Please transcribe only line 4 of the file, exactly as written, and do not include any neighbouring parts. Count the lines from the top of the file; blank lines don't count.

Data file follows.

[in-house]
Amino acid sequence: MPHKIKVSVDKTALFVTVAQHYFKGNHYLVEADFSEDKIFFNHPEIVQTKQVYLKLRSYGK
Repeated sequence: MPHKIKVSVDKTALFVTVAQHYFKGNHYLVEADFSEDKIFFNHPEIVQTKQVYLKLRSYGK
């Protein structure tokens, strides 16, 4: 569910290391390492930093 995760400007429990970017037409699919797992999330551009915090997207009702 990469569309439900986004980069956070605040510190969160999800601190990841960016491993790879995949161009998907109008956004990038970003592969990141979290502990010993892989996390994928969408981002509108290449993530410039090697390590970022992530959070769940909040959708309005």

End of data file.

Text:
């Protein structure tokens, strides 16, 4: 569910290391390492930093 995760400007429990970017037409699919797992999330551009915090997207009702 990469569309439900986004980069956070605040510190969160999800601190990841960016491993790879995949161009998907109008956004990038970003592969990141979290502990010993892989996390994928969408981002509108290449993530410039090697390590970022992530959070769940909040959708309005």